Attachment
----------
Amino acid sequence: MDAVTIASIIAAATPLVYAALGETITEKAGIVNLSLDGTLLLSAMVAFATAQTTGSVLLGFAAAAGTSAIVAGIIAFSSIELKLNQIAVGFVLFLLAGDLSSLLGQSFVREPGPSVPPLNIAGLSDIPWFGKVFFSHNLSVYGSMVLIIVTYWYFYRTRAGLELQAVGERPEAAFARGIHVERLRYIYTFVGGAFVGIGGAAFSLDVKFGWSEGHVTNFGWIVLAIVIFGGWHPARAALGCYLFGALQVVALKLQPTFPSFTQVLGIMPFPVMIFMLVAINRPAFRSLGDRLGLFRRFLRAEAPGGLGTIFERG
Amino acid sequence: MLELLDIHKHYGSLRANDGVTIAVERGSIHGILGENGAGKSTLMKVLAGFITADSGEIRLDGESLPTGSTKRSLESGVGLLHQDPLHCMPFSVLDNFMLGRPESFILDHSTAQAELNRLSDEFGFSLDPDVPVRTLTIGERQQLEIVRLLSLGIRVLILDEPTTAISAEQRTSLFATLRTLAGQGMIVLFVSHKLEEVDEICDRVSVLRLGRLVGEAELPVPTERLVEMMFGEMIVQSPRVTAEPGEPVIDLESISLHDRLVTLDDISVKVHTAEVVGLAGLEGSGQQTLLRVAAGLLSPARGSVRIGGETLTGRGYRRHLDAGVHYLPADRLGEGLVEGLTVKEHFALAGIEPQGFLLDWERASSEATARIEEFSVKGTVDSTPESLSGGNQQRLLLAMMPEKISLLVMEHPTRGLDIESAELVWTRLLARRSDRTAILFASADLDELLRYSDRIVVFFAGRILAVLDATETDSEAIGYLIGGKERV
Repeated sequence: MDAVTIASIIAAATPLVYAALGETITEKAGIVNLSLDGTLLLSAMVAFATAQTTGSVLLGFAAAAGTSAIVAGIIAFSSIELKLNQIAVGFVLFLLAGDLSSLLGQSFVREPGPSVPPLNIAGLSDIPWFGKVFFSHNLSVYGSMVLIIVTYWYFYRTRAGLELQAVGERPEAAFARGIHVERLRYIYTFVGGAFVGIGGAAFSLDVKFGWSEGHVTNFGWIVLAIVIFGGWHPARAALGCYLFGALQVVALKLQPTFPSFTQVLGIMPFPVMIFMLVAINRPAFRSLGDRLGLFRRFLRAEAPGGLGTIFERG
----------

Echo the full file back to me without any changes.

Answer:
Amino acid sequence: MDAVTIASIIAAATPLVYAALGETITEKAGIVNLSLDGTLLLSAMVAFATAQTTGSVLLGFAAAAGTSAIVAGIIAFSSIELKLNQIAVGFVLFLLAGDLSSLLGQSFVREPGPSVPPLNIAGLSDIPWFGKVFFSHNLSVYGSMVLIIVTYWYFYRTRAGLELQAVGERPEAAFARGIHVERLRYIYTFVGGAFVGIGGAAFSLDVKFGWSEGHVTNFGWIVLAIVIFGGWHPARAALGCYLFGALQVVALKLQPTFPSFTQVLGIMPFPVMIFMLVAINRPAFRSLGDRLGLFRRFLRAEAPGGLGTIFERG
Amino acid sequence: MLELLDIHKHYGSLRANDGVTIAVERGSIHGILGENGAGKSTLMKVLAGFITADSGEIRLDGESLPTGSTKRSLESGVGLLHQDPLHCMPFSVLDNFMLGRPESFILDHSTAQAELNRLSDEFGFSLDPDVPVRTLTIGERQQLEIVRLLSLGIRVLILDEPTTAISAEQRTSLFATLRTLAGQGMIVLFVSHKLEEVDEICDRVSVLRLGRLVGEAELPVPTERLVEMMFGEMIVQSPRVTAEPGEPVIDLESISLHDRLVTLDDISVKVHTAEVVGLAGLEGSGQQTLLRVAAGLLSPARGSVRIGGETLTGRGYRRHLDAGVHYLPADRLGEGLVEGLTVKEHFALAGIEPQGFLLDWERASSEATARIEEFSVKGTVDSTPESLSGGNQQRLLLAMMPEKISLLVMEHPTRGLDIESAELVWTRLLARRSDRTAILFASADLDELLRYSDRIVVFFAGRILAVLDATETDSEAIGYLIGGKERV
Repeated sequence: MDAVTIASIIAAATPLVYAALGETITEKAGIVNLSLDGTLLLSAMVAFATAQTTGSVLLGFAAAAGTSAIVAGIIAFSSIELKLNQIAVGFVLFLLAGDLSSLLGQSFVREPGPSVPPLNIAGLSDIPWFGKVFFSHNLSVYGSMVLIIVTYWYFYRTRAGLELQAVGERPEAAFARGIHVERLRYIYTFVGGAFVGIGGAAFSLDVKFGWSEGHVTNFGWIVLAIVIFGGWHPARAALGCYLFGALQVVALKLQPTFPSFTQVLGIMPFPVMIFMLVAINRPAFRSLGDRLGLFRRFLRAEAPGGLGTIFERG